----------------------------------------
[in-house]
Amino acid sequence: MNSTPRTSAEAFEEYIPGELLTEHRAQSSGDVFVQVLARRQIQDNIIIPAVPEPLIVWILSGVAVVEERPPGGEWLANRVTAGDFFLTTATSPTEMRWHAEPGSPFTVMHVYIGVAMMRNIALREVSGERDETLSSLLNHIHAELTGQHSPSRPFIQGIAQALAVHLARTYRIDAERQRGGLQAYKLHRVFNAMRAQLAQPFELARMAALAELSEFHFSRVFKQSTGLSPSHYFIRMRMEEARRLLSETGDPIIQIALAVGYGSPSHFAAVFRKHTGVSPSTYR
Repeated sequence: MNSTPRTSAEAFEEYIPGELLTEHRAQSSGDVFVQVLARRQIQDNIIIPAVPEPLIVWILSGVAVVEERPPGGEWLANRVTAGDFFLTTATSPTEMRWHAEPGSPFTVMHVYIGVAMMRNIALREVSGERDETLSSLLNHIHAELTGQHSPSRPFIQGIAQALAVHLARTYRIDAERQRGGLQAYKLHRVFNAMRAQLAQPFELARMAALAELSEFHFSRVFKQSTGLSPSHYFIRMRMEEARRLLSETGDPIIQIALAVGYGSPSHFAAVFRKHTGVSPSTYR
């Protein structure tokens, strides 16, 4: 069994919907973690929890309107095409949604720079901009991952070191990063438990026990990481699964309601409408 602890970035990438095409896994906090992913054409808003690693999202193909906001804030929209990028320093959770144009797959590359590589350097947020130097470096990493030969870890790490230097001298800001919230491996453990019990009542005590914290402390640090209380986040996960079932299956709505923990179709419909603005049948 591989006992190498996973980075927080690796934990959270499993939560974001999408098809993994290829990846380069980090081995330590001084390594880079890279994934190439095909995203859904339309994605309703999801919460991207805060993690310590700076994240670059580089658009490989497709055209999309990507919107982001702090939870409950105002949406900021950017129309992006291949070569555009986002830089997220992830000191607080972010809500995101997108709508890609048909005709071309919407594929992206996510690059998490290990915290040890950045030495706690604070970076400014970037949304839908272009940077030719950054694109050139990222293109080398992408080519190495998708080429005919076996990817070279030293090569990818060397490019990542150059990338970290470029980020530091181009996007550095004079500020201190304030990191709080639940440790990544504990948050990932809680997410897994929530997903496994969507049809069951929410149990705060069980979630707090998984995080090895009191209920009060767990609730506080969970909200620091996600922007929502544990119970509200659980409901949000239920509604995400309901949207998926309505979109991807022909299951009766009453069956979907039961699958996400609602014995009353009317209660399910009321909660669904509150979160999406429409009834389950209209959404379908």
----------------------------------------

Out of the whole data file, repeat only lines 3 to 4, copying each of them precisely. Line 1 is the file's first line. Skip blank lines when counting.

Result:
Repeated sequence: MNSTPRTSAEAFEEYIPGELLTEHRAQSSGDVFVQVLARRQIQDNIIIPAVPEPLIVWILSGVAVVEERPPGGEWLANRVTAGDFFLTTATSPTEMRWHAEPGSPFTVMHVYIGVAMMRNIALREVSGERDETLSSLLNHIHAELTGQHSPSRPFIQGIAQALAVHLARTYRIDAERQRGGLQAYKLHRVFNAMRAQLAQPFELARMAALAELSEFHFSRVFKQSTGLSPSHYFIRMRMEEARRLLSETGDPIIQIALAVGYGSPSHFAAVFRKHTGVSPSTYR
């Protein structure tokens, strides 16, 4: 069994919907973690929890309107095409949604720079901009991952070191990063438990026990990481699964309601409408 602890970035990438095409896994906090992913054409808003690693999202193909906001804030929209990028320093959770144009797959590359590589350097947020130097470096990493030969870890790490230097001298800001919230491996453990019990009542005590914290402390640090209380986040996960079932299956709505923990179709419909603005049948 591989006992190498996973980075927080690796934990959270499993939560974001999408098809993994290829990846380069980090081995330590001084390594880079890279994934190439095909995203859904339309994605309703999801919460991207805060993690310590700076994240670059580089658009490989497709055209999309990507919107982001702090939870409950105002949406900021950017129309992006291949070569555009986002830089997220992830000191607080972010809500995101997108709508890609048909005709071309919407594929992206996510690059998490290990915290040890950045030495706690604070970076400014970037949304839908272009940077030719950054694109050139990222293109080398992408080519190495998708080429005919076996990817070279030293090569990818060397490019990542150059990338970290470029980020530091181009996007550095004079500020201190304030990191709080639940440790990544504990948050990932809680997410897994929530997903496994969507049809069951929410149990705060069980979630707090998984995080090895009191209920009060767990609730506080969970909200620091996600922007929502544990119970509200659980409901949000239920509604995400309901949207998926309505979109991807022909299951009766009453069956979907039961699958996400609602014995009353009317209660399910009321909660669904509150979160999406429409009834389950209209959404379908």